1. NCJ 170600 New Directions from the Field: Victims‘ Rights and Services for the 21st Century

2. Violence Against Women Grants Office, Domestic Violence and Stalking:The Second Annual Report to Congress,Washington,D.C.: U.S. Department of Justice, Office of Justice Programs,Violence Against Women Grants Office, July 1997 :15

3.Szymanski, L., Rights of Victims of Juvenile Crimes Statutes Analysis, 1993 Update, National Center for Juvenile Justice, 1994:1-9. See also National Victim Center, 1996 Victims‘ Rights Sourcebook, § 13 (discussions of victims‘ rights at the juvenile level). See generally, Beatty,D., S. Howley, and D. Kilpatric

4. Duggan, P.,―Reward Program Targets Witnesses to D.C. Homicides,‖Washington Post, March 23, 1994.

5. NCJ 170600 New Directions from the Field: Victims‘ Rights and Services for the 21st Century

Anne Ream, founder of The Voices and Faces Project, talks about how "first responders," families and communities can better support sexual violence victims. Her mother, Melva Luker, also talks about how she coped with her daughter's sexual assault.

"If the jury have no right to judge of the justice of a law of the government, they plainly can do nothing to protect the people against the oppressions of the government; for there are no oppressions which the government may not authorize by law. "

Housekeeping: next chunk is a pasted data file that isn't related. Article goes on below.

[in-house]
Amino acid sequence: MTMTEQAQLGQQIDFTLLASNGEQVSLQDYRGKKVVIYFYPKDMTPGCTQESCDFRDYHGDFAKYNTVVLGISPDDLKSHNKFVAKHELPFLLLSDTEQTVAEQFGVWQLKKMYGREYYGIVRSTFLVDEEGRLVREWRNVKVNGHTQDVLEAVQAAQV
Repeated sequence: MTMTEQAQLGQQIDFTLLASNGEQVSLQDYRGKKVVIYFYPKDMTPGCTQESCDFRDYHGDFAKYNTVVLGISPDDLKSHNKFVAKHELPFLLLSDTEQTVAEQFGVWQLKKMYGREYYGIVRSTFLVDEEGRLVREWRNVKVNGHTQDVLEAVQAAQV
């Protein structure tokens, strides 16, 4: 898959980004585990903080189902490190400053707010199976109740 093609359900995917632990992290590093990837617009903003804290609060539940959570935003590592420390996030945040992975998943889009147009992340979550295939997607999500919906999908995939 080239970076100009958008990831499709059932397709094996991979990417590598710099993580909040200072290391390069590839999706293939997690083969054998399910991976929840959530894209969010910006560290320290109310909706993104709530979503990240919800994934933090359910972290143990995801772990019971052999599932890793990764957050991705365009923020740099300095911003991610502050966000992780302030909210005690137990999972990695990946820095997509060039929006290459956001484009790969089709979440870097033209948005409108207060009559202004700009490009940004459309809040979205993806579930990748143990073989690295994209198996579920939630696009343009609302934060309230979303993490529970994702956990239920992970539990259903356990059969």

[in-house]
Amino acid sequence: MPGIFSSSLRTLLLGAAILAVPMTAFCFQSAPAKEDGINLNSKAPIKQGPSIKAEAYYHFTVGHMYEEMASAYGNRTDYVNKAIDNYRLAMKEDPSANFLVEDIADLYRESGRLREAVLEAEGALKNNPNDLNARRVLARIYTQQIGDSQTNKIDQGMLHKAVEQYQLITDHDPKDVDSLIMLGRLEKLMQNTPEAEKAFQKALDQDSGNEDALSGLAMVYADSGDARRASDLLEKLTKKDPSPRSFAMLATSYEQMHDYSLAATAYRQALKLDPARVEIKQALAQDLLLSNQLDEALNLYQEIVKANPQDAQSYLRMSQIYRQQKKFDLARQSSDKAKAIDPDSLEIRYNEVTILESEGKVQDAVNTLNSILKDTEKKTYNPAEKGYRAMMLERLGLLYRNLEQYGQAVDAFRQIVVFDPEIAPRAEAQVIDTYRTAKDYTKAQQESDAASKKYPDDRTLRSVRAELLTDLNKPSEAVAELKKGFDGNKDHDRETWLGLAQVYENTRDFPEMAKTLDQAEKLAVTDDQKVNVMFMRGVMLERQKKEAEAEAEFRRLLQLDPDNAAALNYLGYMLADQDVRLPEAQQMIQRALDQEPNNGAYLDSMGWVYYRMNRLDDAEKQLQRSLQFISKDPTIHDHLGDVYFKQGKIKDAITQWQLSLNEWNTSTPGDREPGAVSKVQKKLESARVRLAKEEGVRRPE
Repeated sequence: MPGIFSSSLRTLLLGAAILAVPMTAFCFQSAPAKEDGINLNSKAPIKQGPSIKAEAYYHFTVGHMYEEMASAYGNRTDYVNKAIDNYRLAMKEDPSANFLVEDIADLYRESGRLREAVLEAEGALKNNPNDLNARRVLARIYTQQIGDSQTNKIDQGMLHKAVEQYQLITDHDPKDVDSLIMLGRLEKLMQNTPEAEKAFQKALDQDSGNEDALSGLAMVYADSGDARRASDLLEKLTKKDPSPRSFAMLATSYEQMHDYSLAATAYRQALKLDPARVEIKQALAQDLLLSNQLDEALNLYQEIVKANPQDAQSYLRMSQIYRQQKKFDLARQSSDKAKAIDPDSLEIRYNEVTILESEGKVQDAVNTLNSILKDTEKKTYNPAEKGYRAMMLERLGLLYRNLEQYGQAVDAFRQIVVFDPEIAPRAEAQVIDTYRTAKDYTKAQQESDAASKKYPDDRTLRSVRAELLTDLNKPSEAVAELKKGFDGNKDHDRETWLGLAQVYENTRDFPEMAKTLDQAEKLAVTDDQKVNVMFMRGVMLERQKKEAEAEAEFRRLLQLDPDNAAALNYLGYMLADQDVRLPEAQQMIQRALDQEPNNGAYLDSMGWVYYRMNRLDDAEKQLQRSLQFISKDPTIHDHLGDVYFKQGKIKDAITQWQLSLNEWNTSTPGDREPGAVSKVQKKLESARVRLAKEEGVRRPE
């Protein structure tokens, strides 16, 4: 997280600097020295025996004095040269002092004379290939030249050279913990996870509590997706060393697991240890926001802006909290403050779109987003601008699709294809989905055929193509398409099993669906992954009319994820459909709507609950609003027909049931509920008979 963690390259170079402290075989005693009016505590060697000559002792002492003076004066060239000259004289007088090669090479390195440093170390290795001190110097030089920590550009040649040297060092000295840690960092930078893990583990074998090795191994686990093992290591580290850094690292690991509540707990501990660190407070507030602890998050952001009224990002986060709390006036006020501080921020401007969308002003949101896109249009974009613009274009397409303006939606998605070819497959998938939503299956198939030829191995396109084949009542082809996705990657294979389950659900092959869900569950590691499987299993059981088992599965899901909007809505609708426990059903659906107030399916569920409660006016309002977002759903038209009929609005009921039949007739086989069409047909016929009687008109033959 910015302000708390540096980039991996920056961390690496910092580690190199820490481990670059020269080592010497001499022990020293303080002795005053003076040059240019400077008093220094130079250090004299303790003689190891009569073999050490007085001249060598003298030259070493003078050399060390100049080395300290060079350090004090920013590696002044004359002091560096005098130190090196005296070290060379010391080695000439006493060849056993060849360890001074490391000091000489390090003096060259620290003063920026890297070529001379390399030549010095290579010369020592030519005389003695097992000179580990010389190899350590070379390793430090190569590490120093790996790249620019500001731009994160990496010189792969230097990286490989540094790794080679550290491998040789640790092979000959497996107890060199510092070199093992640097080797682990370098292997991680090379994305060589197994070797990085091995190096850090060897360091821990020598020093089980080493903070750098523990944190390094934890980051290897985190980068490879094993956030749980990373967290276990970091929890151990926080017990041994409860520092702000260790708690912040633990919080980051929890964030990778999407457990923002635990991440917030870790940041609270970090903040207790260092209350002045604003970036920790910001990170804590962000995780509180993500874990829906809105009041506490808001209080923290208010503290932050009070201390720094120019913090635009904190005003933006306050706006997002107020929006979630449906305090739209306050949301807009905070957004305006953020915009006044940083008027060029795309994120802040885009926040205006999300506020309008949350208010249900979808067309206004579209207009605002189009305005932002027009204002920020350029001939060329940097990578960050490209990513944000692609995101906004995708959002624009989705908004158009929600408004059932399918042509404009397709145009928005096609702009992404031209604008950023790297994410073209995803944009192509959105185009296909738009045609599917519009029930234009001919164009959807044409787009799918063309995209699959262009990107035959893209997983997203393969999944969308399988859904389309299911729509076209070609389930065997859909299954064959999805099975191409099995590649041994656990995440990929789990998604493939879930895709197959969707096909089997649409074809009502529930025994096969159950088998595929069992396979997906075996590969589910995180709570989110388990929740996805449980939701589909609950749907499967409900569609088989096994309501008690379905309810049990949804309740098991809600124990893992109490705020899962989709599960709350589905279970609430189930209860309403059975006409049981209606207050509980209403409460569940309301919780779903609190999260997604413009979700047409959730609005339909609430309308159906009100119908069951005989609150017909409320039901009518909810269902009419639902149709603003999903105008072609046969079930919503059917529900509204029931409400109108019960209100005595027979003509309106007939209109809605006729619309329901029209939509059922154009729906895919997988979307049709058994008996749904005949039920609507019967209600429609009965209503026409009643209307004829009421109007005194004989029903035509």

Lysander Spooner

"The best way to solve any problem is to remove its cause."

Martin Luther King Jr., Stride Towards Freedom 1964.

"An individual who breaks a law that conscience tells him is unjust, and who willingly accepts the penalty of imprisonment in order to arouse the conscience of the community over its injustice, is in reality expressing the highest respect for the law."

Martin Luther King, Jr.

"What is truth? Truth doesn't really exist. Who is going to judge whether my experience of an incident is more valid than yours? No one can be trusted to be the judge of that.

Tracey Emin

“Too often we underestimate the power of a touch, a smile, a kind word, a listening ear, an honest compliment, or the smallest act of caring, all of which have the potential to turn a life around.”
― Leo Buscaglia

Medical Whistleblower Advocacy Network


P.O. 42700 

Washington, DC 20015

MedicalWhistleblowers (at)


"Never impose on others what you would not choose for yourself."  Confucius

"It is not the critic who counts; not the man who points out how the strong man stumbles, or where the doer of deeds could have done them better. The credit belongs to the man who is actually in the arena, whose face is marred by dust and sweat and blood; who strives valiantly; who errs, who comes short again and again, because there is no effort without error and shortcoming; but who does actually strive to do the deeds; who knows great enthusiasms, the great devotions; who spends himself in a worthy cause; who at the best knows in the end the triumph of high achievement, and who at the worst, if he fails, at least fails while daring greatly, so that his place shall never be with those cold and timid souls who neither know victory nor defeat."

Theodore Roosevelt- Excerpt from the speech "Citizenship In A Republic", delivered at the Sorbonne, in Paris, France on 23 April, 1910